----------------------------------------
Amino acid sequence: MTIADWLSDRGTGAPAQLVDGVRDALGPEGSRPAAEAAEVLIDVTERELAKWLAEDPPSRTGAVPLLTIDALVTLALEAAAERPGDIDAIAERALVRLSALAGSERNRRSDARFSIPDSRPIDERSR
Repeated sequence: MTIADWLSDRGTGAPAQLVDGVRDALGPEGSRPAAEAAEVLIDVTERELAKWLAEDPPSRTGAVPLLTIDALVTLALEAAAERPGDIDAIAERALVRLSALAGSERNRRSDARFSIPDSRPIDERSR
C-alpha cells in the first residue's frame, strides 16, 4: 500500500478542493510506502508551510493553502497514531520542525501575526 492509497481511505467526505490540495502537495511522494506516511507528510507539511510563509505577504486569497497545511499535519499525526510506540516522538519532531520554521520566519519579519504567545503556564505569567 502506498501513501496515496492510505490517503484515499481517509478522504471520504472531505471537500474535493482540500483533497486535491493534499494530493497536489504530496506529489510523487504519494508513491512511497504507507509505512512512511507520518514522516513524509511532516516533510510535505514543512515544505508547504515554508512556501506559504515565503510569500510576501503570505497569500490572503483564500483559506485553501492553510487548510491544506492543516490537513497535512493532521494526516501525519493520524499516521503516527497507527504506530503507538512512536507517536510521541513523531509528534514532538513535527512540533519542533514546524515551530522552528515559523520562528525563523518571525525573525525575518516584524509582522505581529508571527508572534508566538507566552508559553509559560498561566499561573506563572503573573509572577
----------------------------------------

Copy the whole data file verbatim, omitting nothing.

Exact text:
Amino acid sequence: MTIADWLSDRGTGAPAQLVDGVRDALGPEGSRPAAEAAEVLIDVTERELAKWLAEDPPSRTGAVPLLTIDALVTLALEAAAERPGDIDAIAERALVRLSALAGSERNRRSDARFSIPDSRPIDERSR
Repeated sequence: MTIADWLSDRGTGAPAQLVDGVRDALGPEGSRPAAEAAEVLIDVTERELAKWLAEDPPSRTGAVPLLTIDALVTLALEAAAERPGDIDAIAERALVRLSALAGSERNRRSDARFSIPDSRPIDERSR
C-alpha cells in the first residue's frame, strides 16, 4: 500500500478542493510506502508551510493553502497514531520542525501575526 492509497481511505467526505490540495502537495511522494506516511507528510507539511510563509505577504486569497497545511499535519499525526510506540516522538519532531520554521520566519519579519504567545503556564505569567 502506498501513501496515496492510505490517503484515499481517509478522504471520504472531505471537500474535493482540500483533497486535491493534499494530493497536489504530496506529489510523487504519494508513491512511497504507507509505512512512511507520518514522516513524509511532516516533510510535505514543512515544505508547504515554508512556501506559504515565503510569500510576501503570505497569500490572503483564500483559506485553501492553510487548510491544506492543516490537513497535512493532521494526516501525519493520524499516521503516527497507527504506530503507538512512536507517536510521541513523531509528534514532538513535527512540533519542533514546524515551530522552528515559523520562528525563523518571525525573525525575518516584524509582522505581529508571527508572534508566538507566552508559553509559560498561566499561573506563572503573573509572577